Even by the previous interpretation of spell components, this allows us to have a strong voice. Nowhere is it stated that the voice has to come from the character, so we check all those boxes. With the duration of Minor Illusion being one minute, all it takes to have all the spells you would wish to cast is some forethought: cast Minor Illusion at the beginning of combat and you have one minute (approximately 10 turns) in which you can “[…] make discrete sounds at different times before the spell ends“. Rushing into combat without preparation is to be avoided at all costs knowing this, but rushing in is a bad idea independent of this discussion. Furthermore, as the voice doesn’t have to be your own, this way of casting could be used to confuse or deceive the enemies as well.
Now for that houseruling that might make or break the game: the problem with verbal components could be more generally solved in the form of a house rule, something along the lines of:
You have enough knowledge of the arcane that you can exchange spell components for other spell components of equal value. Exchanging only one component for another comes at no price. Changing two or more components in a spell has a fixed 15% chance to inflict a level of exhaustion once the effect of the spell ends. Material spell components of substantial monetary value or of very specific shape or form are hard to approximate this way and can’t be replaced. When exchanged, material spell components are always consumed after use.”
If you’re worried about material components being too overpowered (by replacing all components with a giant material pouch), introduce a material resource die: start it at a d20, and every time the character spends material components, let them roll that die again. If it lands on a 1, reduce the die to the next lower die (d20 to d12, d12 to d10, etc.), having the spell still succeed but noting that the pouch seems more empty now. If 1 is rolled when the die is d4, the character doesn’t have the needed resources to cast the spell. Replenishing the material pouch is then a process of gathering or buying components, and thus a direct exchange value can be sketched (turning gold pieces into a die of appropriate cost, which you can control via the tables in the Player’s Handbook and Dungeon Master’s Guide).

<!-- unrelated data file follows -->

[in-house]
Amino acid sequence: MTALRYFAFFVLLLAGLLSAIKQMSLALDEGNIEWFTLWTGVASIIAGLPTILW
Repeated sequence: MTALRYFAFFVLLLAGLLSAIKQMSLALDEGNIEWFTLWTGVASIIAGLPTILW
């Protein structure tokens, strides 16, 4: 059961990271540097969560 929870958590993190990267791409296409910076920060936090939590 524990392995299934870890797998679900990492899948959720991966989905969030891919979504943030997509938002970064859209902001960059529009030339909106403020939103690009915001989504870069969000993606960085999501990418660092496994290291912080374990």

It’s an interesting happenstance that the formulation of the wizard feat/house rule above, as-written, would allow us to exchange multiple components for more of one, which can now go to the other extreme from mute characters: characters with multiple voices (be it like Tibetan throat singers or three-headed dragonborns) using them to cast spells without any somatic or material component cost at all! I’ve never seen a mute wizard, nor a multi-voiced wizard, but I hope I’ll see both one day! The more, the merrier!
It’s an interesting question of whether any component should be so important that its lack makes the whole class worthless. I don’t think it should be like this, and would even be okay with making spell components more into spell stabilizers than anything else. Add a small chance for the spell to have a random secondary effect if the components aren’t present. This would ensure that players know it’s wise to say the words in a strong voice and position themselves properly, and have the needed materials, but that all of this isn’t limiting them to cast the spell. It’s only limiting the chaos that will follow. I’d push for something like this:
Any spell component that is not presented during the casting of a spell adds a 10% chance of Chaos Magic appearing as a side-effect of the spell. The spell succeeds independent of the Chaos Magic roll.
This Chaos Magic is just a slightly-changed Wild Magic Surge table, as we’re not designing this for (only) sorcerers. The table is given below:
Yes, this would make any spellcaster a potential Wild Magic user, depending on how careful they are, and I think this is wonderful. Magic should never be completely understood, under control, or mundane. It is in this sense that having a house-rule like this fixes two problems at the same time, both enabling wizards to cast spells without depending on the properties of their bodies too much, and enabling them to take a gamble with forces that they can use but do not completely control when they want to.